Testimony of Lenora Robinson Mills at Hearing on the School Safety Act of 2018

November 1, 2018

Testimony of Lenora Robinson Mills
Chief Operating Officer
DC Public Charter School Board Hearing on the School Safety Act of 2018
DC Council Committee on Education
November 1, 2018

Good afternoon Chairman Grosso and committee members. Thank you for inviting us to testify on the important topic of school safety. My name is Lenora Robinson Mills and I am the Chief Operating Officer of the DC Public Charter School Board.

Over the course of the past few months, the DC education community has been devastated by instances of sexual abuse and assault. Our hearts go out to the students and families who have been affected by sexual violence and to the school communities that have been affected as well. Each event left an unforgettable impression on the victim and forever changed their lives and their families. While nothing can ever undo the damage, we can strive to create a world where these events don’t happen.

The public charter school model assigns different roles to different entities. The School Reform Act requires that DC PCSB hold each public charter school to high standards. The law also gives the responsibility of meeting those high standards, along with the day-to-day operations to the independently-run nonprofit school boards. In practice, that means a school hires and fires school administration, sets the curriculum and manages its budget. But as a check and balance, DC PCSB must not only hold school leaders accountable for academic success, but also ensure that they are acting in the best interest of and protecting all students attending the school. It is imperative for a school’s board and leadership to be vigilant regarding the safety of all students. One instance of sexual violence is one too many.

As a resource and support, we are committed to working with schools to find ways to reduce and prevent sexual assault, abuse and harassment in schools. Currently, schools must have a policy around sexual violations and confirm that their policy regarding sexual violations has been reviewed by all staff members annually. This also underscores a school’s responsibility to report abuse. In addition, schools are required to conduct background checks for all new staff members, and for all current staff every two years. While school leaders are responsible for the day-to-day operations of public charter schools, we believe DC PCSB must also act with urgency to provide more support to schools to ensure students are safe while in their care.

That is why we have taken several steps this year to provide this additional support. In partnership with DCPS, we hosted the Ahead of the Curve conference on May 31st. At the conference, more than 170 public charter school and DCPS staff learned how to manage and prevent sexual abuse at their schools.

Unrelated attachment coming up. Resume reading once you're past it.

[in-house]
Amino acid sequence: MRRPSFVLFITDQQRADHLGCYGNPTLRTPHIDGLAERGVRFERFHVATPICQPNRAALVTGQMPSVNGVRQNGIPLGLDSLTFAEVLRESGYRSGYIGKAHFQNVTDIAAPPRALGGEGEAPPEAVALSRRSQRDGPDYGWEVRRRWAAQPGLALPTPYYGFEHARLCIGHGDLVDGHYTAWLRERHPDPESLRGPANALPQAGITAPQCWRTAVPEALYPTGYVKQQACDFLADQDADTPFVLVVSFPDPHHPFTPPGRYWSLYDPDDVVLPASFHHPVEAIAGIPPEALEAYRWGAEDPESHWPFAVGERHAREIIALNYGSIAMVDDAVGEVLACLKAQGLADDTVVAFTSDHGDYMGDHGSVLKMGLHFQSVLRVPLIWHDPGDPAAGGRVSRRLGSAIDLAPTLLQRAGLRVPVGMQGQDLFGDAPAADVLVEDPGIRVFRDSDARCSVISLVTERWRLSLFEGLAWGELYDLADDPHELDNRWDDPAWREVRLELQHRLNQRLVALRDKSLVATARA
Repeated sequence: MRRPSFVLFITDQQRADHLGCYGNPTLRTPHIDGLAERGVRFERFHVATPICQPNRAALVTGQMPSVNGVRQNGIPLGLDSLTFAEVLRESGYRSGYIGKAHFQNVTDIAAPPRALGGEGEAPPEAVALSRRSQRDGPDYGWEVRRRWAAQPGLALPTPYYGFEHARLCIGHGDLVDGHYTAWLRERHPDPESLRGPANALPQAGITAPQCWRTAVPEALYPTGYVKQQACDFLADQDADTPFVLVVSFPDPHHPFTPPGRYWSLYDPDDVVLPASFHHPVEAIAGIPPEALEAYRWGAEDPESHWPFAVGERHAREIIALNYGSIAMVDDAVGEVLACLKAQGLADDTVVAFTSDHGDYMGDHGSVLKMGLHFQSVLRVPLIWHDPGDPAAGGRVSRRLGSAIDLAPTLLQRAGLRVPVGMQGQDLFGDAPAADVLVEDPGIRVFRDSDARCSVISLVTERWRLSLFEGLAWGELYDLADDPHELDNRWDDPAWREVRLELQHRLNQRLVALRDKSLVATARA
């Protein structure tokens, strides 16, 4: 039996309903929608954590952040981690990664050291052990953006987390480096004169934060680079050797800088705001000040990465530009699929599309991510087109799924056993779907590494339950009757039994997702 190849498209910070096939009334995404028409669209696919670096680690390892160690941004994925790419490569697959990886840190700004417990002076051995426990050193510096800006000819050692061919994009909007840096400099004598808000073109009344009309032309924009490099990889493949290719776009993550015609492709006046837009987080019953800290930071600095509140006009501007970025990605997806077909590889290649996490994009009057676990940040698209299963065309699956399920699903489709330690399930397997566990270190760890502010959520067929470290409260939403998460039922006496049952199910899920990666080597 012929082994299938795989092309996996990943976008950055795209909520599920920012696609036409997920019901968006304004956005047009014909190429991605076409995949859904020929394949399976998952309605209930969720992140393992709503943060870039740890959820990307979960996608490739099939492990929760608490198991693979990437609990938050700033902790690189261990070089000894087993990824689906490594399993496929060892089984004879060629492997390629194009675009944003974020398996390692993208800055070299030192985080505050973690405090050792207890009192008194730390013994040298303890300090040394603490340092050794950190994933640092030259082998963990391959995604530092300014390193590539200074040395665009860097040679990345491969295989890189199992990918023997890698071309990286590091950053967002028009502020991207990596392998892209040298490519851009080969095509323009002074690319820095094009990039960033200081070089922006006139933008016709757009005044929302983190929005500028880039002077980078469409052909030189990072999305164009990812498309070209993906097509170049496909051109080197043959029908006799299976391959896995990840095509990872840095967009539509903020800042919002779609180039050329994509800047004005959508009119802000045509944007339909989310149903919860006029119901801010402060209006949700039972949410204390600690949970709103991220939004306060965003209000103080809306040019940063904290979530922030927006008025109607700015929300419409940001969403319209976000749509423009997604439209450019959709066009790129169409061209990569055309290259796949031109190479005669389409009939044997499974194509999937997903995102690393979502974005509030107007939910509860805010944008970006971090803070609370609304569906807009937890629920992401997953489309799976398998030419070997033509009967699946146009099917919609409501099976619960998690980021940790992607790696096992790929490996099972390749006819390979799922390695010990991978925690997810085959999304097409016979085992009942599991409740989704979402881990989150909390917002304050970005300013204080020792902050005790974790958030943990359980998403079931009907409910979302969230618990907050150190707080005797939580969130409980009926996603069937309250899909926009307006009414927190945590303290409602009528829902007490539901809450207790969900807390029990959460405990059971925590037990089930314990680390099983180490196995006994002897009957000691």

The conference provided training through three critical workshops:

  1. Understanding responsibilities as a mandated reporter and the Impact of Adverse Childhood Experiences on Future Health & Social Outcomes.
  2. Child Sexual Abuse Prevention Training, aimed at empowering adults to prevent, recognize, and react responsibly to child sexual abuse.
  3. Crisis Management: What every school should know and do before, during, and after a crisis.

In addition, we hosted a second workshop specifically for public charter school leaders on August 10th. This workshop focused on helping school leaders understand how sex abuse happens and how to develop school policies and practices that prevent these incidents from occurring.

These conferences showed the great demand and need for training and encouraged us to include this work as an organizational goal for DC PCSB this year. As part of this work, a few months ago we began working with leading experts to draft a model student protection policy that will serve as a guide for schools as they revise their own sex abuse prevention policies. When this legislation was introduced, we immediately shared it with our consultants to ensure that our model policy aligned with the requirements and key elements of the proposed bill. We are working with schools to finalize this model policy and will have a focus group session with charter 4 school leaders on December 5th before our board votes to finalize the document.

In addition, we will continue to support schools by providing additional training on sex abuse prevention over the next year and we are open to collaborating with other agencies in this work.

It is our hope that these actions will provide a strong foundation for our schools to build on. Going forward, we are committed to working with schools, Council, community partners, and agencies to create and implement strategies that will allow us to prevent and eliminate sexual violence in our schools. Thank you for the opportunity to testify today. I am happy to answer any questions.

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